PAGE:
Chakrabarty wins Schmauss award for aerosol research
Rajan Chakrabarty has received the prestigious Schmauss Award given to outstanding young scientists by the German Association for Aerosol Research
Rajan Chakrabarty, assistant professor of energy, environmental & chemical engineering in the McKelvey School of Engineering, will receive the 2019 Schmauss Award from the German Association for Aerosol Research (Gesellschaft für Aerosolforschung) at the European Aerosol Conference August 25-30 in Gothenburg, Sweden.
The Schmauss Award, named after the physicist and meteorologist August Schmauss, is given to up to two outstanding young scientists under age 40 in atmospheric aerosol science and recognizes the scientist's significant research contribution to the field. Chakrabarty is being recognized for his significant contributions to the characterization of the optical properties of carbonaceous aerosols with implications to radiative forcing, climate change and remote sensing.
It is the latest in a recent string of awards Chakrabarty has received. In 2018, he received the Global Environmental Change Early Career Award from the American Geophysical Union; in 2017 he received the Goody Award from the Electromagnetic Light Scattering Society; and in 2015 he received a CAREER Award from the National Science Foundation.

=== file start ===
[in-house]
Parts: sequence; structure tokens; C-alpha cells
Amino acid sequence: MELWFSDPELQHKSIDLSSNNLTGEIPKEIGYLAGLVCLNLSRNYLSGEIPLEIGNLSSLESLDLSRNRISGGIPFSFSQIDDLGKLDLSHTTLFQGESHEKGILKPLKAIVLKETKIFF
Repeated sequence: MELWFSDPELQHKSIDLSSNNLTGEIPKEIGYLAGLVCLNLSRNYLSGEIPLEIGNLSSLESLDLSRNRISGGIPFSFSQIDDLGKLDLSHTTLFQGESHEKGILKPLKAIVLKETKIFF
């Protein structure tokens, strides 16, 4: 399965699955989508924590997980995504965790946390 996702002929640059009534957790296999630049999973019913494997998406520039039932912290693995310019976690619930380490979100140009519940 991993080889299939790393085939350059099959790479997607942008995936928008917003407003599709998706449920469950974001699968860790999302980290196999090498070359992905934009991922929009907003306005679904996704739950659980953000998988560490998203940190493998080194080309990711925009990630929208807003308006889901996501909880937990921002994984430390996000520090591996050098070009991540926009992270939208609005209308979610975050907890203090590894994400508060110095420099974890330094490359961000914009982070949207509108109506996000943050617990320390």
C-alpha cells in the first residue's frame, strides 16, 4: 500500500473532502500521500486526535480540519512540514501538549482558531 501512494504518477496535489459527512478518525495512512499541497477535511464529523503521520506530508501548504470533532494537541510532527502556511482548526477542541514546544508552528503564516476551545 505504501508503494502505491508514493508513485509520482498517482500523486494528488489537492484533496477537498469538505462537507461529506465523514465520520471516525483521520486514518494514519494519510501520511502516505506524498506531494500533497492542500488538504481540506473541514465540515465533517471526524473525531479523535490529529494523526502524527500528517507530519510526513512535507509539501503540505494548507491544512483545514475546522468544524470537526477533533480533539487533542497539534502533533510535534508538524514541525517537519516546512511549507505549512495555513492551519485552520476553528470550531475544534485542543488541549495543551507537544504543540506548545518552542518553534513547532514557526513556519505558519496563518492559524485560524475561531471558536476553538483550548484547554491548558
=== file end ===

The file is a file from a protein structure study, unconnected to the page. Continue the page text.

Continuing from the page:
Chakrabarty leads the Complex Aerosol Systems Research Laboratory, which works at the forefront of addressing grand challenges associated with characterization, synthesis, granular-level modeling, radiative forcing estimation and remote sensing of particulate matter existing in nonequilibrium conditions. Over the years, his research group has made technical contributions to aerosol science and technology focusing on the themes of addressing grand challenges associated with radiative forcing by carbonaceous aerosols; open-source and user-interactive aerosol physics software development; advances in fundamental aerosol physics, and aerosol instrumentation and engineering techniques. Research advances in these areas have a tremendous broader impact in the societally highly relevant research areas of atmospheric radiative forcing and climate change, satellite remote sensing and governmental policy making, especially in developing countries.
Chakrabarty joined the faculty at Washington University in St. Louis in 2014. He is a faculty fellow in the university's Center for Aerosol Science and Engineering and in the McDonnell Center for the Space Sciences. Previously, he was an assistant research professor at the University of Nevada-Reno/Desert Research Institute. Chakrabarty earned a doctorate in chemical physics and a master's in atmospheric physics from the University of Nevada-Reno and a bachelor's degree in electronics and instrumentation engineering from the University of Madras in India.
Click on the topics below for more stories in those areas
Faculty in this story